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'What was our Republican leadership thinking?'

<p>Republicans Sens.</p>
John McCain and Kelly Ayotte in New Hampshire yesterday.
John McCain and Kelly Ayotte in New Hampshire yesterday.

Republicans Sens. John McCain, Kelly Ayotte, and Lindsey Graham kicked off the first in a series of public events yesterday, intended to highlight the apparent dangers of deep, automatic defense cuts due at the end of the year. The first event was in Ayotte's home state of New Hampshire, where the lawmakers spoke at BAE Systems, which stands to lose thousands of jobs from reduced government spending.

At the event, McCain said:

"This was generated by Congress, and the president has a legitimate point when he says, 'Well, Congress is the one that came up with this cockamamie idea, and so,' as he said the other day, 'let them wiggle out of it.' Well, I understand that logic and there's something to it."

Yes, actually, there is. In fact, Graham told reporters yesterday, "What was our Republican leadership thinking when they agreed to the concept of sequestration?"

I've been wondering the same thing. McCain, Ayotte, and Graham are traveling from swing state to swing state, railing against the proposed defense cuts, which many Republicans blame on President Obama. But as the tour continues, is it too much to ask that the political world remember that these cuts were the GOP's idea?

As we've discussed, as part of last year's debt-ceiling deal, policymakers accepted over $1 trillion in cuts that would be implemented if the so-called supercommittee failed. Democrats weren't completely willing to roll over -- they wanted to create an incentive for Republicans to work in good faith.

Republicans agreed: if the committee failed, the GOP would accept defense cuts and Dems would accept non-defense domestic cuts. The committee, of course, flopped when GOP members refused to compromise, which put us on the clock for the automatic reductions that Republicans contributed to the very process they insisted upon.

So why blame Obama? He's not the one who came up with the debt-ceiling crisis; he's not the one who recommended the defense cuts; and he's not the one who refused to compromise during the supercommittee talks.

Indeed, the larger question now is what Republicans prioritize more: defense spending or tax breaks.

Greg Sargent had a good item on this yesterday.

Republicans such as John McCain and Lindsey Graham have been touring swing states to highlight the looming sequester cuts to defense spending that are set to be triggered by the deficit supercommittee's failure. They have said such cuts will be devastating to our national security, and have blamed Obama and Dems for the imminent threat.At the same time, House Republicans will vote this week against the Democratic plan to extend tax cuts on all income over $250,000, because it doesn't extend the cuts on all levels, including income higher than that.So here's the question: If the looming sequester cuts are such a threat to national security, why doesn't that undermine Republican leverage in the discussions over what to do about the tax cuts?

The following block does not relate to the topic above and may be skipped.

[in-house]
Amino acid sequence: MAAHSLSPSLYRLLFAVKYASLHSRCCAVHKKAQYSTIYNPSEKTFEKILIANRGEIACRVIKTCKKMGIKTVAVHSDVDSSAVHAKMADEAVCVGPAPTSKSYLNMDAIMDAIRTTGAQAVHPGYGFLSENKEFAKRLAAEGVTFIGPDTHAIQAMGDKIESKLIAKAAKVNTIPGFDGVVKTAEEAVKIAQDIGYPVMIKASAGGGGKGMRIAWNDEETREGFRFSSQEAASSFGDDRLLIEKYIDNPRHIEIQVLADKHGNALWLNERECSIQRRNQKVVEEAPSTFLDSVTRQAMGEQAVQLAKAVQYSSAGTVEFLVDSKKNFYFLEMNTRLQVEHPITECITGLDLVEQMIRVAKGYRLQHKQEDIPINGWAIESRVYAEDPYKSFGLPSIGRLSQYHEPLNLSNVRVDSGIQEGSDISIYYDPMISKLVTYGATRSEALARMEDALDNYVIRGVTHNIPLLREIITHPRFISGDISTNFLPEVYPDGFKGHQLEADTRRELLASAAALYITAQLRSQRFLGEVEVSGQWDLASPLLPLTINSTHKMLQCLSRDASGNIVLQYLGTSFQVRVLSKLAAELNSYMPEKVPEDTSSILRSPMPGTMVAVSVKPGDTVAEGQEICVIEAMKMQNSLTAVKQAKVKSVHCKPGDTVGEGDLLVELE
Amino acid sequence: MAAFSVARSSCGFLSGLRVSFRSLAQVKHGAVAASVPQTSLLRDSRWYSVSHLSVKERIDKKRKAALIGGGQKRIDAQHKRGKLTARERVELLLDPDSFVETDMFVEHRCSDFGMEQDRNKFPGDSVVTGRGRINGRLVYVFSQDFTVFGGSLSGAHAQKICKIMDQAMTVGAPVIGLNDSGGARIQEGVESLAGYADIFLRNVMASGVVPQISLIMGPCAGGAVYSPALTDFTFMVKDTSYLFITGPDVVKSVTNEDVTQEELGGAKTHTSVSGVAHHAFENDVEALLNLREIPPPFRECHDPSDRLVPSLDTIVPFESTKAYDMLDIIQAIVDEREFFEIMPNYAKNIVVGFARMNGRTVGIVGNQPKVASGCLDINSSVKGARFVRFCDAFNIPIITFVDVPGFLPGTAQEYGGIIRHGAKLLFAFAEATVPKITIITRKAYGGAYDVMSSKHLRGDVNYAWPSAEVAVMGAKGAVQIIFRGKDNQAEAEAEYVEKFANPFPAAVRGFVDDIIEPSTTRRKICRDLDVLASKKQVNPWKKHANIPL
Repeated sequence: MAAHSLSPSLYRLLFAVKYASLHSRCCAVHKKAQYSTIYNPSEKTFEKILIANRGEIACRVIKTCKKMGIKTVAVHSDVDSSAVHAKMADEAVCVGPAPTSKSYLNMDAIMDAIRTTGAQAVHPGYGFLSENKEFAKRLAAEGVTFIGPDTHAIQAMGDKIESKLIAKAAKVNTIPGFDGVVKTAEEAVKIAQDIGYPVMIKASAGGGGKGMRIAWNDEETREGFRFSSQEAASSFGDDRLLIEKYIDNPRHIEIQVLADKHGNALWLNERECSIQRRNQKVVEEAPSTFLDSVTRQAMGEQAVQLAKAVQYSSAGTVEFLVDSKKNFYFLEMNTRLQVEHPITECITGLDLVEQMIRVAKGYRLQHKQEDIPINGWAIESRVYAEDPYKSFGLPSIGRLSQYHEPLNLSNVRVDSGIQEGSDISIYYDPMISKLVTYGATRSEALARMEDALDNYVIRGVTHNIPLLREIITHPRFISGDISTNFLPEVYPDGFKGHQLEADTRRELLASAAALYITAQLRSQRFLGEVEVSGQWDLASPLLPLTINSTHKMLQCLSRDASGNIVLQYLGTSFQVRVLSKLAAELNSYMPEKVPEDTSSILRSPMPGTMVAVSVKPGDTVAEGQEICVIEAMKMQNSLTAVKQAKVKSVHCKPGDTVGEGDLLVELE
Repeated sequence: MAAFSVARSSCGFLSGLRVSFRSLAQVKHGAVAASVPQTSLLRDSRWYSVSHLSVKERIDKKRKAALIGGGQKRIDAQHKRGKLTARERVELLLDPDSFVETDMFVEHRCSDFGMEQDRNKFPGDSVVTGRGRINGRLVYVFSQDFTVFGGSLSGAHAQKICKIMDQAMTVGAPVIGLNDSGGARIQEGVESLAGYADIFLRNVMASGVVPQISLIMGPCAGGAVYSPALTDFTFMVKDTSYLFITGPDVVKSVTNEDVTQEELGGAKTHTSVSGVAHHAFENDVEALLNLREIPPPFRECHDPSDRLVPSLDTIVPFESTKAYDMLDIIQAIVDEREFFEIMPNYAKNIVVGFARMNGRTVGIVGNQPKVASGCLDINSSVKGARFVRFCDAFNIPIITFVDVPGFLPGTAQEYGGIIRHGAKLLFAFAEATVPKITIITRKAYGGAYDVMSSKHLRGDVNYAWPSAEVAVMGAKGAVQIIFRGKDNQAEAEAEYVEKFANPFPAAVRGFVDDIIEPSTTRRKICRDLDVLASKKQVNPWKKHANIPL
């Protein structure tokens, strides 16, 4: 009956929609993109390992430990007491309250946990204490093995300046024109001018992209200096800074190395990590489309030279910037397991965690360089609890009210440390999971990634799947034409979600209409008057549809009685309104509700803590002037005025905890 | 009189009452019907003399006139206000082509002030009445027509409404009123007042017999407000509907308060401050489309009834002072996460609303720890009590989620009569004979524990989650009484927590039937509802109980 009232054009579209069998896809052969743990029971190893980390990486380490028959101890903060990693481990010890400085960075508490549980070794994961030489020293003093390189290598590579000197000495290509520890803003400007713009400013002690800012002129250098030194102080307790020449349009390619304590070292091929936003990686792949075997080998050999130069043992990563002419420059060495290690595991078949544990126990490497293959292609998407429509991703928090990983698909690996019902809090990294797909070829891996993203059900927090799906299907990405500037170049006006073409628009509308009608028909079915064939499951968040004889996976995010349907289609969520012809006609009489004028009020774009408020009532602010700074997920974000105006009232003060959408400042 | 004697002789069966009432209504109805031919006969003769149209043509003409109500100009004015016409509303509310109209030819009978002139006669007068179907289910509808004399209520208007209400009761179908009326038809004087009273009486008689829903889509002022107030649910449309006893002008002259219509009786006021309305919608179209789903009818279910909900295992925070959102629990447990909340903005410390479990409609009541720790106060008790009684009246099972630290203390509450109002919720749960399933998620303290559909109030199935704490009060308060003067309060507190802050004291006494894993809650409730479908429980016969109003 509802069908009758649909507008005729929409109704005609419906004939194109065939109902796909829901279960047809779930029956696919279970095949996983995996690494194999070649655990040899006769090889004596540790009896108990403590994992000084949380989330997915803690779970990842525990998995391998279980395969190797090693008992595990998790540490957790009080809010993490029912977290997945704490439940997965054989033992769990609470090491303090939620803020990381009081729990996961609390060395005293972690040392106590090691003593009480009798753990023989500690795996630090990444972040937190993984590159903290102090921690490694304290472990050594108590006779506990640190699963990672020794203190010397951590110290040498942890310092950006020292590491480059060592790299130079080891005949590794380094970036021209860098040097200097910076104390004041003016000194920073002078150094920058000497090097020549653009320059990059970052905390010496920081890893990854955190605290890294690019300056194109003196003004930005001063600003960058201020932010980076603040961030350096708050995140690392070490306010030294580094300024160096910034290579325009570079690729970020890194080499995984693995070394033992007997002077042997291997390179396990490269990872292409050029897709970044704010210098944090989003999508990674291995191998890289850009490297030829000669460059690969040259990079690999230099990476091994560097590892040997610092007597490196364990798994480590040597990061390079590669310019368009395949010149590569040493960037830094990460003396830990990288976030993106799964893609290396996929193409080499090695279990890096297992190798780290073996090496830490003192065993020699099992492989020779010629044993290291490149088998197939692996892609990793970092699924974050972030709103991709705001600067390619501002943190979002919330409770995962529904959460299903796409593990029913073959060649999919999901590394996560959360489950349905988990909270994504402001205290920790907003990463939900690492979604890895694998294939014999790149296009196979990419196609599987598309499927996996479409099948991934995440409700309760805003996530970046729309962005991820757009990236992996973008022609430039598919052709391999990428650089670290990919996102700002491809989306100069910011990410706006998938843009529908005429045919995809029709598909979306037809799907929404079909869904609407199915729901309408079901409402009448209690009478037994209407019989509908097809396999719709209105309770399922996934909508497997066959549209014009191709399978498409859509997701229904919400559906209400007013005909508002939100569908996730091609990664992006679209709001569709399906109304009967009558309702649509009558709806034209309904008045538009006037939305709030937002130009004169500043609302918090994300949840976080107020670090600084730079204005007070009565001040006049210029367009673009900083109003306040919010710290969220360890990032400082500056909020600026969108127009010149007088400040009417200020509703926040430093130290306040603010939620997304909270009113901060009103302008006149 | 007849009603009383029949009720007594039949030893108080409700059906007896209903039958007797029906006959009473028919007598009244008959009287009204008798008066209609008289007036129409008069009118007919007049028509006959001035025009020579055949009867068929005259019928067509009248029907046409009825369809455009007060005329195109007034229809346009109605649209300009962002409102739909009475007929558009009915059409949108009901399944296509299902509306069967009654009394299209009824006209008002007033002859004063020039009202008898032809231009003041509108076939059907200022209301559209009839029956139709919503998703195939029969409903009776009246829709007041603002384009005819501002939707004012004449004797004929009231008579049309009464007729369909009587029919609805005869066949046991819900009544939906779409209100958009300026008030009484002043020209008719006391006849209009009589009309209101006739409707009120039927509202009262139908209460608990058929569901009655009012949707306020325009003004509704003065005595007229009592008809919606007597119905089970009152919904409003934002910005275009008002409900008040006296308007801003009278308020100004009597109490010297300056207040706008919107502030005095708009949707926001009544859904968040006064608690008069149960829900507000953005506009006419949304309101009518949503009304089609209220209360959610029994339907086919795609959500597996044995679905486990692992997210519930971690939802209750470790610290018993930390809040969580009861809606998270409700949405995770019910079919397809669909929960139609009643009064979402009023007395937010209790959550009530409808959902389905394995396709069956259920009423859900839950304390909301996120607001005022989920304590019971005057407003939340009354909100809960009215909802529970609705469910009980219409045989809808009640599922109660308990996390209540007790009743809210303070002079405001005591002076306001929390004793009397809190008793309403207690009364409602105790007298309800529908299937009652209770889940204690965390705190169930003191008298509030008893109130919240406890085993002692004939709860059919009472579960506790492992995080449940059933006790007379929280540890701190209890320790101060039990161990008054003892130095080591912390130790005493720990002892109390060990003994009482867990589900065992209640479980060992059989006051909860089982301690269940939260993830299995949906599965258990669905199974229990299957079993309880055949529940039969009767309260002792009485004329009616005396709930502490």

Right. The looming, automatic cuts are inching closer to reality because Republicans refuse to consider some tax increases as a solution to the debt problem they sometimes pretend to care about. If GOP officials accepted new tax revenue, a deal could come together and these large defense cuts would simply be taken off the table.

But Republicans, at least for now, won't budge -- they want a larger agreement that would eliminate the need for deep Pentagon cuts and they want a deal that doesn't require any increases on any one at any time.

McCain, among others, pushed the argument yesterday that it's up to Obama to "lead" by bringing policymakers together and working out a solution. That sounds nice, but it's foolish -- the president has tried this repeatedly, but Republicans won't compromise. Indeed, even now, McCain is urging Obama to work towards a compromise while McCain's party simultaneously says it won't compromise.

And so it's the GOP that has a decision to make. While they decide, if they could stop blaming the White House for the Republicans' own idea, it'd make the conversation a lot less ridiculous.